Be Alert for Concussions in Young Athletes

Categories: For Potential Participants, [Kidney Disease, Asthma, Stress, Allergies, Smoking, Cancer]

TUESDAY, Jan. 1, 2019 (HealthDay News) -- With youth winter sports in full swing, it's important for coaches and parents to know the signs of a concussion, a sports medicine doctor says.

"Because concussion can affect thinking, the person who suffered the injury might not realize there is a problem," said Dr. Kathryn Gloyer, a primary sports medicine physician with Penn State Health in State College, Pa.

"Be aware of the symptoms of concussion so you can recognize a possible injury in yourself or others, especially young athletes," she advised.

Symptoms of a concussion can show up right away or days later and can include: dizziness, confusion, balance problems, mood or personality changes, problems thinking clearly, headache, blurry vision, nausea or vomiting, sensitivity to noise or light, and an inability to recall what happened before or after the head injury.

Seek immediate medical help if the injured person loses consciousness, has unequal pupils in the eyes, has seizures or a worsening of symptoms.

"If you suspect that someone has a concussion -- especially a child who is not old enough to describe symptoms -- make sure he or she sees a health care provider," Gloyer said in a Penn State news release.

For a mild concussion, treatment includes physical and mental rest.

"Give the body a break from sports and other strenuous activity, and allow the brain to rest by limiting reading and similar tasks," Gloyer said. "A person with a concussion should be able to get adequate rest; and the caretaker should monitor for worsening symptoms."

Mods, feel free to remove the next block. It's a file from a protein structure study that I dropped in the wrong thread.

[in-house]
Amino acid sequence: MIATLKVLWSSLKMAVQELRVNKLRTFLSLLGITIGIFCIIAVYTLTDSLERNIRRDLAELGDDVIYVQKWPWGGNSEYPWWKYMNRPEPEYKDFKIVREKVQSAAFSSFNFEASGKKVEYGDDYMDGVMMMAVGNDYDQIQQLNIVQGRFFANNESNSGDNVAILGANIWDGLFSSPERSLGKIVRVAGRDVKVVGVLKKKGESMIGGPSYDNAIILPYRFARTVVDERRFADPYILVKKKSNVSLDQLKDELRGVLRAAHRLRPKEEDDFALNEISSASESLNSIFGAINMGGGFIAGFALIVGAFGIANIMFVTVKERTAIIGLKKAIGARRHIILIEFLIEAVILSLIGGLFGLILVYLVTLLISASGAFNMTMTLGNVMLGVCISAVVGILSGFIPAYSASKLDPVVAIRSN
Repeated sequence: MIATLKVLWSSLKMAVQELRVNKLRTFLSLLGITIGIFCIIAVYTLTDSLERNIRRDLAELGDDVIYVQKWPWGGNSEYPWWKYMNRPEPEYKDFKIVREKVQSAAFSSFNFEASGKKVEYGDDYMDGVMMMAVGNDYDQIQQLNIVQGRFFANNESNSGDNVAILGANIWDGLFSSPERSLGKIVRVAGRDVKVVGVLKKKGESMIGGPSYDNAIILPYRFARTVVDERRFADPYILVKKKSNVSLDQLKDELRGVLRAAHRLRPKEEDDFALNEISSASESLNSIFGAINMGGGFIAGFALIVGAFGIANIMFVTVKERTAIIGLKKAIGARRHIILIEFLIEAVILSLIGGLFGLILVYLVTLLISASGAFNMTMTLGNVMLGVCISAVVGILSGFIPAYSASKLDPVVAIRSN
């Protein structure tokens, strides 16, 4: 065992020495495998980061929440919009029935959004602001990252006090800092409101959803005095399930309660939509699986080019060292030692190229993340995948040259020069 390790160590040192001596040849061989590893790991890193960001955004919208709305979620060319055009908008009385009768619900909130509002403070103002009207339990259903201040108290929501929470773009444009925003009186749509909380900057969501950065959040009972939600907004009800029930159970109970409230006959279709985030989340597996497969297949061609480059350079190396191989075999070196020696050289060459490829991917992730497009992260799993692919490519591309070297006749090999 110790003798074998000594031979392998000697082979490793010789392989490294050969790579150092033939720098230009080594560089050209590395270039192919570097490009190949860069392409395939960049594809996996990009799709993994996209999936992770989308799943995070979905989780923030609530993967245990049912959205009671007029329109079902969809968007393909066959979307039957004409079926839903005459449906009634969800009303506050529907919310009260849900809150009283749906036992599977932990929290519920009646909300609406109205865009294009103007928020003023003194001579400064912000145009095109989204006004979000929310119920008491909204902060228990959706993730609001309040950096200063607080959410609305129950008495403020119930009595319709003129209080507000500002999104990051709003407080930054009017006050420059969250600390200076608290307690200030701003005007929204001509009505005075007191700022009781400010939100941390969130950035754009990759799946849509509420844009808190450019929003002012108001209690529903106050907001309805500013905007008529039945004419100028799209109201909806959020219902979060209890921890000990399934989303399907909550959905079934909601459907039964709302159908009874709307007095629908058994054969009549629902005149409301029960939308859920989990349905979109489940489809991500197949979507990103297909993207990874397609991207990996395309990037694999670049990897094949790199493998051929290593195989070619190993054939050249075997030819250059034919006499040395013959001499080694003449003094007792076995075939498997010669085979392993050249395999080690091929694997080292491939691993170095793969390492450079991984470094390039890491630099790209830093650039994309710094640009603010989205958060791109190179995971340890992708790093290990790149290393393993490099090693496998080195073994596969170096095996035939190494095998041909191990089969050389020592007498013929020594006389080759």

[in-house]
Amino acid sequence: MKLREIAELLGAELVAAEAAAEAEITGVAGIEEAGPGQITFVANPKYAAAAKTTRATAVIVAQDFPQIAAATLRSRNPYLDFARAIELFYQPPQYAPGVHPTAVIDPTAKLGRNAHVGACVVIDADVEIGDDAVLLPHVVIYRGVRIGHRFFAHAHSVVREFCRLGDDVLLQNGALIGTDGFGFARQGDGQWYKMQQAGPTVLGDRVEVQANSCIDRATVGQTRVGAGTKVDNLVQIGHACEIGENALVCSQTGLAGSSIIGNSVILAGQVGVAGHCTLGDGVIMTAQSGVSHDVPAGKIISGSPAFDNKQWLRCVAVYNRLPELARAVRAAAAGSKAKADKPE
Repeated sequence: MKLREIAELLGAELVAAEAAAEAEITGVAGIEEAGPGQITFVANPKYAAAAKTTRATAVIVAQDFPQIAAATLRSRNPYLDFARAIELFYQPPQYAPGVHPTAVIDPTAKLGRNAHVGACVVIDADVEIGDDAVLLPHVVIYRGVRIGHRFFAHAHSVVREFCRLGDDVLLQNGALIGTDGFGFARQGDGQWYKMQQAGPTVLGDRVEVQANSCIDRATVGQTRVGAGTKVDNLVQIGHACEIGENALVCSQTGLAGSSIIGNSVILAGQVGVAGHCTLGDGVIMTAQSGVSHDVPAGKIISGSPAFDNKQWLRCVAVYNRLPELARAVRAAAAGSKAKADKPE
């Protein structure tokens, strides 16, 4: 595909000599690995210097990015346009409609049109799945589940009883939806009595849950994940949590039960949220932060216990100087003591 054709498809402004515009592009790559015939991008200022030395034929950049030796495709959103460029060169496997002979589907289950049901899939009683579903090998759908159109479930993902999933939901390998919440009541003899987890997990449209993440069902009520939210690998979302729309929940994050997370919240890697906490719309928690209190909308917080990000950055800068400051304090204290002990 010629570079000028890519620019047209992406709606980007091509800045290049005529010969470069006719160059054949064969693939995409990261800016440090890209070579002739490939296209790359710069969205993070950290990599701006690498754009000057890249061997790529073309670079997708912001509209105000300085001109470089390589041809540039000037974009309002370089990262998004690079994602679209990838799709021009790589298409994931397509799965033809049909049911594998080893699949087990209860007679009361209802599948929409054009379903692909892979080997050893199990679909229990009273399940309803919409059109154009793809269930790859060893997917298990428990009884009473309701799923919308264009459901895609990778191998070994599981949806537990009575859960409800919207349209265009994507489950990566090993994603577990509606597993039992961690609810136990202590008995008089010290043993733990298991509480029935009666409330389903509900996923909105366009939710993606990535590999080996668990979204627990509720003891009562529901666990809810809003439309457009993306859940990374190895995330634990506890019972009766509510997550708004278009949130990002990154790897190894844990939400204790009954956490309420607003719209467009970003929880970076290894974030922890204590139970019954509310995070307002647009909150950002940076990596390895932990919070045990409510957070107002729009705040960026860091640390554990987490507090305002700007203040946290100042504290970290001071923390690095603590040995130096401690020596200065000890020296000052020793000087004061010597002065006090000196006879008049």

After getting the OK from a doctor, athletes should return to sports gradually, starting with light activity and working up to more intense play.

"If a player returns to activity before the body heals from concussion, a second injury could cause prolonged or worsened symptoms, or second-impact syndrome, a rare and potentially fatal condition in which another concussion causes rapid and severe brain swelling," Gloyer said.

More information

The American Academy of Family Physicians has more on concussions in kids.

SOURCE: Penn State Health, news release,

healthdaylogo

Copyright © 2019 HealthDay. All rights reserved.


Related Articles

female runner with asthma inhaler

For Potential Participants

Exercise and Asthma

Do you wheeze during a workout? Do you cough after a morning jog? If so, don't despair. You could be Olympic material.

opioid kidney thumbnail

For Potential Participants

AHA News: Opioid Meds Pose Danger to Kidney Disease Patients

Medication options can be limited for people with chronic kidney disease, which is why they often get prescribed opioids to help manage pain. But new research finds that opioids could increase the risk of hospitalization and even death.

female doctor observing coughing man

For Potential Participants

Persistent Cough May Mean See Your Doctor

After suffering through a cold, many people still have a persistent cough -- but why?

Want more information about clinical trials near you?

Register to get notifications about clinical trials in your area.
Register to Receive Updates